Coetzee needs a Christmas miracle to survive
Cape Town - After Saturday's 38-3 hiding in Dublin, the chances of Allister Coetzee still being Springbok coach in 2018 have taken a massive hit.
It always had the potential to be a season-defining Test for the Boks, but their toothless display against a clinical Irish side completely obliterated any of the hope that had surrounded the improvement shown against the All Blacks at Newlands last month.
The national side, once again, is on the ropes and this time it is hard to see Coetzee surviving.
With Rassie Erasmus set to take over as Director of Rugby, that would leave the Boks with two years to get their house in order under a new boss in time for the 2019 World Cup.
It is still not clear exactly what Erasmus' involvement with the national side will look like but, at this stage, it doesn't really matter.
The point is that, in Erasmus, the Boks will have a new leader at a time when they need it most.
Coetzee said ahead of the Ireland game that he would touch base with Erasmus in the new year, but right now it seems unlikely that ‘Toetie’ will still have a job then.
It simply hasn't worked.
Let's be clear: when Coetzee was named Bok coach in April 2016, it was the right call.
He may not have won Super Rugby, but out of the six South African franchise coaches at the time, he was by far the most experienced and most successful.
Under his leadership, the Stormers were the best South African side in Super Rugby for three of five years.
With Johan Ackermann yet to get the most out of his Lions and still relatively green at Super Rugby level, Coetzee was the logical appointment if SA Rugby wanted to stick with a local coach.
Suggestions at the time, from rugby writers and fans, that Coetzee had been given the job because of the colour of his skin were nothing short of disgusting.
Coetzee was and is an experienced and proven coach; one who had worked closely with the 2007 group that won the World Cup under Jake White. He was next in line.
For those racists, Saturday's result in Dublin would have been welcomed.
Such people have wished failure upon the Boks for almost two years now. It is sad, but true.
But the reasons for the Bok demise since 2016 have nothing to do with colour. You would think that much is obvious, but for some reason it remains necessary to make that point.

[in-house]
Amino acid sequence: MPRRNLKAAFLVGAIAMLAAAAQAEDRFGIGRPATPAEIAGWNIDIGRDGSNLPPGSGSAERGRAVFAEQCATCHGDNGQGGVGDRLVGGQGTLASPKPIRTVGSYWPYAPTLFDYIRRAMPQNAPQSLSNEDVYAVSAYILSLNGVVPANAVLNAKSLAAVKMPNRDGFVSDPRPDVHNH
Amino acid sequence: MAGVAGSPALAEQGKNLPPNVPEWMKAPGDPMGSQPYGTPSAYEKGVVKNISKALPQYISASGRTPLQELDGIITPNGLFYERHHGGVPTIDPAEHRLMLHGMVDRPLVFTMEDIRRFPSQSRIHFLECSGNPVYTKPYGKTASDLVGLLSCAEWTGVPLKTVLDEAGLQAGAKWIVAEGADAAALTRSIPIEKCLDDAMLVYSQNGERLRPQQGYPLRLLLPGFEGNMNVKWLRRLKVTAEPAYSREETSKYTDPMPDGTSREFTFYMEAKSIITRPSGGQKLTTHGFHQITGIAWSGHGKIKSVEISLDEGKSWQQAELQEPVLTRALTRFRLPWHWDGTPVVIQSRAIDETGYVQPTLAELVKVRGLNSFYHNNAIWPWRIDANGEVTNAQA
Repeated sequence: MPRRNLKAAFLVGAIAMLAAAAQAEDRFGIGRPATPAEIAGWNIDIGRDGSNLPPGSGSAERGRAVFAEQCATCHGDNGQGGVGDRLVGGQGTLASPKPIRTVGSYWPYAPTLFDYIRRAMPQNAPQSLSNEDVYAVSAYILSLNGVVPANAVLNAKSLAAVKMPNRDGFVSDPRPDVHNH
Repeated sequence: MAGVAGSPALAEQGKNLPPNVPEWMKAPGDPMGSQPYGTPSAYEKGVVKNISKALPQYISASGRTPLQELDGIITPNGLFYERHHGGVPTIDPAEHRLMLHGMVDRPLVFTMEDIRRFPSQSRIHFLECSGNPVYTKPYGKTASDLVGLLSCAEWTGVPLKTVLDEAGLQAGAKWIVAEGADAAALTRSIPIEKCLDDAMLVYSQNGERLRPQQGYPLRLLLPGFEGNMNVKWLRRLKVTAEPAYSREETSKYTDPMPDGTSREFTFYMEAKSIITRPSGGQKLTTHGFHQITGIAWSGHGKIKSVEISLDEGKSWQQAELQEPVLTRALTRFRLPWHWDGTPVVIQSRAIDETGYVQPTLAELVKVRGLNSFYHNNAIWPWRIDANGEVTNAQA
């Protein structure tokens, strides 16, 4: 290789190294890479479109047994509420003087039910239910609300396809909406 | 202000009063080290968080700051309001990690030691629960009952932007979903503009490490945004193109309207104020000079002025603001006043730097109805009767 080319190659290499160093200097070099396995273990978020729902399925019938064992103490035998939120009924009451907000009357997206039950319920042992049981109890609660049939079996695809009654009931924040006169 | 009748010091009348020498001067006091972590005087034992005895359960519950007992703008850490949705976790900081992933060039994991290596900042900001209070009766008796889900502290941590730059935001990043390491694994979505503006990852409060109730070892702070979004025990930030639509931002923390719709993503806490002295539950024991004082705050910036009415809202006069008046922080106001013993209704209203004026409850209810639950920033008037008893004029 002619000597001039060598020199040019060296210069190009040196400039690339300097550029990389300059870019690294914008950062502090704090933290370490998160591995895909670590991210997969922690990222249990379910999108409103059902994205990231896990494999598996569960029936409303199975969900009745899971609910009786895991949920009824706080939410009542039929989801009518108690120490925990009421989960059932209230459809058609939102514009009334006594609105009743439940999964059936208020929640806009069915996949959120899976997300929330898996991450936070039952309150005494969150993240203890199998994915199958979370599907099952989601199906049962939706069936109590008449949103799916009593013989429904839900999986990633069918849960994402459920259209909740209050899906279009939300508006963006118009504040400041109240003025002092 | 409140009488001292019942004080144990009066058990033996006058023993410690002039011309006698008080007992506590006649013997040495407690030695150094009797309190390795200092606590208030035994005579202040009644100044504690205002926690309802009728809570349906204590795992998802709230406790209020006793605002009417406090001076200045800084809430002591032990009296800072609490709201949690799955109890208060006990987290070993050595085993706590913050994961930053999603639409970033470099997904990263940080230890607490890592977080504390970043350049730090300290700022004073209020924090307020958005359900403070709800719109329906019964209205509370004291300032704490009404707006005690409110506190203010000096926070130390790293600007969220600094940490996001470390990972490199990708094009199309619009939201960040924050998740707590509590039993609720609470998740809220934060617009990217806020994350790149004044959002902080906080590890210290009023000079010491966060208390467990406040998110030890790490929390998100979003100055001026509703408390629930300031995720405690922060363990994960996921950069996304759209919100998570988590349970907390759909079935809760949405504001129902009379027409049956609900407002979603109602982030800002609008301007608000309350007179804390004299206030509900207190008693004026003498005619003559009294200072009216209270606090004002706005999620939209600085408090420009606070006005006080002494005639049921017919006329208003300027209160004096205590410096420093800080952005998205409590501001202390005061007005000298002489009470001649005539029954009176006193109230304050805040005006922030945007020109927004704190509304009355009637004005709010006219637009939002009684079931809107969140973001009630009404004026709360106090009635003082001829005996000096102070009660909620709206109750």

After 22 Test matches under Coetzee, this Bok side still lacks an identity while there has not been any consistent improvement in all that time.
There have been glimpses of turned corners in 2017, but Saturday showed that the Boks are still very much a side at sea.
After the worst season in the history of Springbok rugby last year, there have been even more disappointments in 2017.
The 57-0 loss to the All Blacks in Albany was the worst result in Bok history, and Saturday's scoreline was the worst ever suffered by the Boks against Ireland.
Coetzee's list of unwanted 'firsts' is growing all the time, and there doesn't seem to be any light at the end of the tunnel.
If these results were coming as the Boks were implementing a new philosophy that we all understood or backing youth with 2019 in mind, they might be acceptable. If we could see that Coetzee was taking steps in a certain direction, we might be more patient.
But, under Coetzee, this side appears to be going nowhere.
The selections on Saturday did not suit the game Coetzee wanted to play. There was little to no creativity on attack, the execution of our kicks was poor, the aerial contesting was woeful despite that being an area Ireland were expected to target and, as Nick Mallett said afterwards, there was not one positive to take from the performance.
We can back coaches, give them time, call in reinforcements and try and convince ourselves that we are on the right track, but at some point, enough has to be enough.
That time, surely, has now come.
Coetzee is a quality individual. He is respectful, intelligent, polite and incredibly passionate about his rugby.
Unfortunately, there is no room for sentiment when it comes to performing in international sport and those qualities count for little when the Boks are continuously under-performing.
Nine wins from 22 - that is Coetzee's record now. One win from 10 - his record away from home.
Two years into the job, those numbers tell their own story.
Should the players accept responsibility? Absolutely. But, ultimately, it is the job of the coach to get the most out of them.
There are Tests against France, Italy and Wales to come on this tour.
Defeat in Paris on Saturday will certainly be the final nail in the coffin. If it isn't, then nothing will be.
Nobody will be more gutted than Coetzee with the way things have turned out, and even he will know that only a Christmas miracle can save him now.
Lloyd Burnard is a journalist at Sport24 and the former Sports Editor of The Witness newspaper ...
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